A Founder's Vision: Innovative Course Gets Back to MSA's Roots
I came among these hills; when like a roe
I bounded o'er the mountains, by the sides
Of the deep rivers, and the lonely streams,
Wherever nature led: more like a man
Flying from something that he dreads, than one
Who sought the thing he loved. For nature then
(The coarser pleasures of my boyish days
And their glad animal movements all gone by)
To me was all in all.—I cannot paint
What then I was.
--William Wordsworth, “Tintern Abbey”
In the mid-1800’s, when Samuel Miller bounded over the hills near his one-room, dirt-floor home in Batesville, Virginia, it is likely that he had an experience similar to Wordsworth’s as he describes himself on first exploring the countryside around Tintern Abbey in his youth. The founder of Miller School of Albemarle must have felt like a boy “flying” from something that he dreaded and entering a place he loved as he explored the rolling hills tucked under the Blue Ridge Mountains. It is unlikely that in his impoverished youth, Samuel dreamed that one day he would be the wealthiest man in Virginia and be able to purchase the remarkable 1,600 acres of land in Albemarle county that is today home to one of the nation’s first co-educational boarding schools. No, in his early years, Samuel likely spent his days appreciating the dense forest with an endless variety of trees, admiring the numerous streams that danced through the landscape, and dreaming of his future as he sat in the meadows, staring at Humpback Rock standing proudly on the skyline of the Blue Ridge. In this moment, there is little doubt that Samuel had a response to nature similar to Wordsworth’s in his famous poem:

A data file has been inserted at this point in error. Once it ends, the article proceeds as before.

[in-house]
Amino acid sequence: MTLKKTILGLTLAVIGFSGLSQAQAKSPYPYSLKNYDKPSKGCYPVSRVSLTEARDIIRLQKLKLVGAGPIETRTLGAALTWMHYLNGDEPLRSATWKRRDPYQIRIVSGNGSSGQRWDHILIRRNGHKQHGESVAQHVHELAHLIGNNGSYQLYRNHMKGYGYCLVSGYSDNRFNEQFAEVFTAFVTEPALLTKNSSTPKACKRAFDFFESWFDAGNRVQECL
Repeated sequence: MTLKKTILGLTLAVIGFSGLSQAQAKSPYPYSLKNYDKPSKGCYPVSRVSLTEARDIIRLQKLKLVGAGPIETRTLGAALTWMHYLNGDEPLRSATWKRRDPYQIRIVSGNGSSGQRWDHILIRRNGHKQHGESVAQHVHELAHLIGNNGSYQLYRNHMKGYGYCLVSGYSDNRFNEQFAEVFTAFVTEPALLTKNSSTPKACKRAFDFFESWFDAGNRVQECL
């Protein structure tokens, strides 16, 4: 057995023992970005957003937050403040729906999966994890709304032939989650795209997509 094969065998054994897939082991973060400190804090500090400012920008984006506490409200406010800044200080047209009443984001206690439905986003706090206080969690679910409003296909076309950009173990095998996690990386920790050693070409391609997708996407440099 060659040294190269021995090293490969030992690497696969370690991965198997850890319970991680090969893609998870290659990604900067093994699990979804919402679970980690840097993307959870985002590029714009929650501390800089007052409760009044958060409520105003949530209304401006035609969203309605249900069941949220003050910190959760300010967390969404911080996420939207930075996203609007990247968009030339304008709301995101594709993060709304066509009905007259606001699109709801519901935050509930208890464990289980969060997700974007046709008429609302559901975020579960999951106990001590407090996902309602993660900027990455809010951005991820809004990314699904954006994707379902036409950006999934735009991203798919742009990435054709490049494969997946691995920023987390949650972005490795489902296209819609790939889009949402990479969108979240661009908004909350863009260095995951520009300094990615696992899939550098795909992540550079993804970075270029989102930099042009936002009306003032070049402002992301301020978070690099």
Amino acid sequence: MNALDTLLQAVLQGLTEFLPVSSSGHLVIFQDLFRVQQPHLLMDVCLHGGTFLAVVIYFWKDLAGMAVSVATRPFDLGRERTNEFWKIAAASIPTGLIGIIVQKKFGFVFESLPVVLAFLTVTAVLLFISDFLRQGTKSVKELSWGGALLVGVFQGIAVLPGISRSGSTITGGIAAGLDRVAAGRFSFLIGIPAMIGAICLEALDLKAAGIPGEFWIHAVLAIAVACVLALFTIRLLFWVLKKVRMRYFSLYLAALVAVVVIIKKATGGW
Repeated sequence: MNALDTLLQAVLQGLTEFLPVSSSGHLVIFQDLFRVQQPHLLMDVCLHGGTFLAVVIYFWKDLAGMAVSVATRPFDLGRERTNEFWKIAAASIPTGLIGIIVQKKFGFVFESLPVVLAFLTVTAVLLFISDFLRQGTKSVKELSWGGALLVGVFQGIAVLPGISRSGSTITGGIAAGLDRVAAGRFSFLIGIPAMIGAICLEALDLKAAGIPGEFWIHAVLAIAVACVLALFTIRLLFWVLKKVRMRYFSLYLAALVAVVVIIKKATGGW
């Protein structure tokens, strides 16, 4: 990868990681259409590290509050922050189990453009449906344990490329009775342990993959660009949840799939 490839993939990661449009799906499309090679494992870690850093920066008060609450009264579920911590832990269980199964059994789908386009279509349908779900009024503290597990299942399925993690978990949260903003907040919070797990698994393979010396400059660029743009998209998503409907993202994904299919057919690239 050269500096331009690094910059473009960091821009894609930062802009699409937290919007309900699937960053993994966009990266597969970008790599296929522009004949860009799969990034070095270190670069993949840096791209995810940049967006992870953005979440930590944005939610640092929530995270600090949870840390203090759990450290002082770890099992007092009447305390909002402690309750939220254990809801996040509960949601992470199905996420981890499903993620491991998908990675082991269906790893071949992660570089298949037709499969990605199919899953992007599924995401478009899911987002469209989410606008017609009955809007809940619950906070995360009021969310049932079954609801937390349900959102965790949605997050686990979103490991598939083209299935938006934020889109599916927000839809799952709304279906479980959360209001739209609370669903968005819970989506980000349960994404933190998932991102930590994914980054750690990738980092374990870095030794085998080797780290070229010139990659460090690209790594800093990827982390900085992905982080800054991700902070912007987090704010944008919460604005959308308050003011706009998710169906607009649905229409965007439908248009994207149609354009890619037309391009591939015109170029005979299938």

While here I stand, not only with the sense
Of present pleasure, but with pleasing thoughts
That in this moment there is life and food
For future years.
William Wordsworth used his experience in nature to write poetry. Samuel Miller used his experience in Virginia’s landscape to develop a plan to build a boarding school. He planned a school that would rival America’s and Europe’s finest prep schools in architecture and academic programs. However, he wanted a school that also utilized nature and Virginia’s landscape to inspire and teach students as much as, if not more than, the books and teachers in the classroom. He understood that there is “life and food,” both literally and metaphorically, in nature; and he provided students one of the most impressive and varied pieces of property in Virginia to find inspiration.